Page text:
The Justice Department should not require states to use medical staff members in detention facilities to question juveniles about abusive sexual behavior the youths might have engaged in, and states should limit punishment of juveniles who have consensual sex in those facilities. Youth Today reports that those are among recommendations from major youth advocacy organizations on proposed Standards for the Prevention, Detection, Response and Monitoring of Sexual Abuse from the National Prison Rape Elimination Commission (NPREC).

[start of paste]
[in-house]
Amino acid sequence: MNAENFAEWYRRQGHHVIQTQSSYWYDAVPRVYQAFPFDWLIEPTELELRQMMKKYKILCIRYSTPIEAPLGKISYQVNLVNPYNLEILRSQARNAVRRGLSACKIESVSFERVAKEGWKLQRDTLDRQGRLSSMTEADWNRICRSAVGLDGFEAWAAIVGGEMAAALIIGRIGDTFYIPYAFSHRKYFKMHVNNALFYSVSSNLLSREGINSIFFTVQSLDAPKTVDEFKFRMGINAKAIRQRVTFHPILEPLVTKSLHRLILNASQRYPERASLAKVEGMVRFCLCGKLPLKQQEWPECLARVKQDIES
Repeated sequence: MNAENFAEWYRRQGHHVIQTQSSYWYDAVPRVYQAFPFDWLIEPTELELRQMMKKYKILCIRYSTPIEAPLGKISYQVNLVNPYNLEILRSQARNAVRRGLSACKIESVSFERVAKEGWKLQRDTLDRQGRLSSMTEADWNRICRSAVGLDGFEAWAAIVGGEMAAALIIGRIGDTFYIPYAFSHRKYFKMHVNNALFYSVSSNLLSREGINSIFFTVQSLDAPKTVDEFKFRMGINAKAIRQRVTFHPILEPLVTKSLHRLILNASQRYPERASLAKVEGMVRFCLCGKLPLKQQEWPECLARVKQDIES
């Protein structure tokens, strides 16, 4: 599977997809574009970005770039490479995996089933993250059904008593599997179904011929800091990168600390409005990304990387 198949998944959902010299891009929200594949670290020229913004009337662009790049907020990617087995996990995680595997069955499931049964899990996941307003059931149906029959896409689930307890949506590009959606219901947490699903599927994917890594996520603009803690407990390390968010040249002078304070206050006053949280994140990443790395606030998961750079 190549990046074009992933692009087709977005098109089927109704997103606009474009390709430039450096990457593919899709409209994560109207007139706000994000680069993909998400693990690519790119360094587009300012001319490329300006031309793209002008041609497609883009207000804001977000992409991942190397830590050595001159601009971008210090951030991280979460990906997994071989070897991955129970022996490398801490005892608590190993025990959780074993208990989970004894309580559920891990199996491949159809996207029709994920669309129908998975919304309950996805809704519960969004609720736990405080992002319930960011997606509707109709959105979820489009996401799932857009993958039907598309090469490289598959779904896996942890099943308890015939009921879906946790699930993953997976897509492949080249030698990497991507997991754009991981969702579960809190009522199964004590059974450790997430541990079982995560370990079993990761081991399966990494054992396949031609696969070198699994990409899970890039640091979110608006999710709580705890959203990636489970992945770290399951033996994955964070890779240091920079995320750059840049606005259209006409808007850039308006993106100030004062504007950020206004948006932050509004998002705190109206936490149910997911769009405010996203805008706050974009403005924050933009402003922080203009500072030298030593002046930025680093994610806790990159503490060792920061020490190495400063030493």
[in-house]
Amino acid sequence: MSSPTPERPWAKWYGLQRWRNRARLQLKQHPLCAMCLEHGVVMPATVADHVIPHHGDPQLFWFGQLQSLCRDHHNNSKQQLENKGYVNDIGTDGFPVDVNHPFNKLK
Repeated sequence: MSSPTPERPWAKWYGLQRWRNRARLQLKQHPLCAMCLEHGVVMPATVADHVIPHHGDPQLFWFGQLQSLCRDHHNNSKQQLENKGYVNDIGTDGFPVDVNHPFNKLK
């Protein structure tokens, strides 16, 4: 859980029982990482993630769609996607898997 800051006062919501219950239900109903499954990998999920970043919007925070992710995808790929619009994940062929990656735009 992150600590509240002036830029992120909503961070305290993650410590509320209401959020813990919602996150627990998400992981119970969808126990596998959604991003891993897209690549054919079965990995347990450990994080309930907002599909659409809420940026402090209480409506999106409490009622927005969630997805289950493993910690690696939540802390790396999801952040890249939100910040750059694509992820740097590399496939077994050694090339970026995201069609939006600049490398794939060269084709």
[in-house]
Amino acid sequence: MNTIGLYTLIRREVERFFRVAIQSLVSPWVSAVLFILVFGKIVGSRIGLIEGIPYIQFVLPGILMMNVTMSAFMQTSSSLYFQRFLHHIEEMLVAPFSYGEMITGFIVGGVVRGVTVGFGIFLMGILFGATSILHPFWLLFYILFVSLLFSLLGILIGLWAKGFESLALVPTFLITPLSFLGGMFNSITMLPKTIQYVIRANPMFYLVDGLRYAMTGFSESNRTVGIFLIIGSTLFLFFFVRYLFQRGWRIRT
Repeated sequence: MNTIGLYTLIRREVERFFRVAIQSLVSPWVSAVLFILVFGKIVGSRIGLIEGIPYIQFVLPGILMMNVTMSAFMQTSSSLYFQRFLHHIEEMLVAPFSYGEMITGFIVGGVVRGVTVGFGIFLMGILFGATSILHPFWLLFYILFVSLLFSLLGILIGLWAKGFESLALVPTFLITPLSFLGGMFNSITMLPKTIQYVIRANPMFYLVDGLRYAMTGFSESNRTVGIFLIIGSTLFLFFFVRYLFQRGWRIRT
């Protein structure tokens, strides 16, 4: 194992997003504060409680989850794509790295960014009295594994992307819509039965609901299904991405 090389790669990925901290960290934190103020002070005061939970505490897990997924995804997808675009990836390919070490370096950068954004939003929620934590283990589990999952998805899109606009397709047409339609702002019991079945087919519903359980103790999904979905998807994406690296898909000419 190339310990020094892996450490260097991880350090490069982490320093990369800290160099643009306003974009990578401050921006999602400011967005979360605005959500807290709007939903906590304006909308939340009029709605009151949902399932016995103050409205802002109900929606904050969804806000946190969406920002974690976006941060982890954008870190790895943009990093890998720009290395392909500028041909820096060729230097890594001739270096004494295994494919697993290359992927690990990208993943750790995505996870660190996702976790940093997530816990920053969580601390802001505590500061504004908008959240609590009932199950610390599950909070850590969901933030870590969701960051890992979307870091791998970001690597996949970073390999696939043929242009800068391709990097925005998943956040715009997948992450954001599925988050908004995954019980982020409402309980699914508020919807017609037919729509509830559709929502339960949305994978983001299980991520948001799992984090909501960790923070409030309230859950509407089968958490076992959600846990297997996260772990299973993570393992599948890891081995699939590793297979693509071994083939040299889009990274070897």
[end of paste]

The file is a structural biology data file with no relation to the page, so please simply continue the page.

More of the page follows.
The changes supported by the Campaign for Youth Justice, the Center for Children's Law and Policy, Children's Defense Fund, First Focus, Equity Project, Juvenile Law Center, and the Youth Law Center, were presented to Attorney General Eric Holder yesterday, the last day of the comment period. Holder is due to publish a final rule by June, and funding was announced in April for a resource center that would help correctional agencies comply with the new standards. A state that chooses not to adopt the standards, or does not comply with them after adopting them, could lose up to 5 percent of any federal grant for its prisons. The proposed standards require “at a minimum,” that medical staff should “attempt to ascertain information about prior sexual victimization or abusiveness, sexual orientation and gender identity.”